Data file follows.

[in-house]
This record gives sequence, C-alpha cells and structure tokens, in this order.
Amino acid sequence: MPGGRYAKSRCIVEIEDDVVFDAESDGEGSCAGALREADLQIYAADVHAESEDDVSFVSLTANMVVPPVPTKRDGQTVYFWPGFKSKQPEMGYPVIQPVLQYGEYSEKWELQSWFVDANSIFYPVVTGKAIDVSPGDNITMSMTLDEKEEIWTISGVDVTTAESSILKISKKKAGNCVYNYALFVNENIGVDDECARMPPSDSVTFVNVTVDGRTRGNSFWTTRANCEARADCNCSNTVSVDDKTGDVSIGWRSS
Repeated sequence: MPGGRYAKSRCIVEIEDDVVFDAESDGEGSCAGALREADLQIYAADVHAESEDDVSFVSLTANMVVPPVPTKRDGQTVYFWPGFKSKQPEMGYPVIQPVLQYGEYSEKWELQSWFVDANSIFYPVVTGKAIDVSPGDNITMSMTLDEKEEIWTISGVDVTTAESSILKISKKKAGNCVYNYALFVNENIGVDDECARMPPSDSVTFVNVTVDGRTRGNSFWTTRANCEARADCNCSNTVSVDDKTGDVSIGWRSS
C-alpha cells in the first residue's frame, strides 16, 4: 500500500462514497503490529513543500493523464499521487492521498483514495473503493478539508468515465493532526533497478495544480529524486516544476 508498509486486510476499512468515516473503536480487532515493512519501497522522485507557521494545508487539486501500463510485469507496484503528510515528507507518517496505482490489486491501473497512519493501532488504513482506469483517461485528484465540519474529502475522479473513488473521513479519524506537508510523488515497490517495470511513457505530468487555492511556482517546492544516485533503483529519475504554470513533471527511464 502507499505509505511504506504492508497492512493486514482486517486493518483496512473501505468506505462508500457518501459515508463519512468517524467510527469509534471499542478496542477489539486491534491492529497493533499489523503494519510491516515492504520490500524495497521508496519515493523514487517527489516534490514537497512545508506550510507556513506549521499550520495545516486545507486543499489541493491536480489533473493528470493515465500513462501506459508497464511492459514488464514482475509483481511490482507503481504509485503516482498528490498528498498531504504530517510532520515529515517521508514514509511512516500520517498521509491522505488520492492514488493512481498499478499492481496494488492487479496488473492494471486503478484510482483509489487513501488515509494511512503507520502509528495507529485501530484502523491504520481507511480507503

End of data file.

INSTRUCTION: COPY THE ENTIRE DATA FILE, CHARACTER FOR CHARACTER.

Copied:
[in-house]
This record gives sequence, C-alpha cells and structure tokens, in this order.
Amino acid sequence: MPGGRYAKSRCIVEIEDDVVFDAESDGEGSCAGALREADLQIYAADVHAESEDDVSFVSLTANMVVPPVPTKRDGQTVYFWPGFKSKQPEMGYPVIQPVLQYGEYSEKWELQSWFVDANSIFYPVVTGKAIDVSPGDNITMSMTLDEKEEIWTISGVDVTTAESSILKISKKKAGNCVYNYALFVNENIGVDDECARMPPSDSVTFVNVTVDGRTRGNSFWTTRANCEARADCNCSNTVSVDDKTGDVSIGWRSS
Repeated sequence: MPGGRYAKSRCIVEIEDDVVFDAESDGEGSCAGALREADLQIYAADVHAESEDDVSFVSLTANMVVPPVPTKRDGQTVYFWPGFKSKQPEMGYPVIQPVLQYGEYSEKWELQSWFVDANSIFYPVVTGKAIDVSPGDNITMSMTLDEKEEIWTISGVDVTTAESSILKISKKKAGNCVYNYALFVNENIGVDDECARMPPSDSVTFVNVTVDGRTRGNSFWTTRANCEARADCNCSNTVSVDDKTGDVSIGWRSS
C-alpha cells in the first residue's frame, strides 16, 4: 500500500462514497503490529513543500493523464499521487492521498483514495473503493478539508468515465493532526533497478495544480529524486516544476 508498509486486510476499512468515516473503536480487532515493512519501497522522485507557521494545508487539486501500463510485469507496484503528510515528507507518517496505482490489486491501473497512519493501532488504513482506469483517461485528484465540519474529502475522479473513488473521513479519524506537508510523488515497490517495470511513457505530468487555492511556482517546492544516485533503483529519475504554470513533471527511464 502507499505509505511504506504492508497492512493486514482486517486493518483496512473501505468506505462508500457518501459515508463519512468517524467510527469509534471499542478496542477489539486491534491492529497493533499489523503494519510491516515492504520490500524495497521508496519515493523514487517527489516534490514537497512545508506550510507556513506549521499550520495545516486545507486543499489541493491536480489533473493528470493515465500513462501506459508497464511492459514488464514482475509483481511490482507503481504509485503516482498528490498528498498531504504530517510532520515529515517521508514514509511512516500520517498521509491522505488520492492514488493512481498499478499492481496494488492487479496488473492494471486503478484510482483509489487513501488515509494511512503507520502509528495507529485501530484502523491504520481507511480507503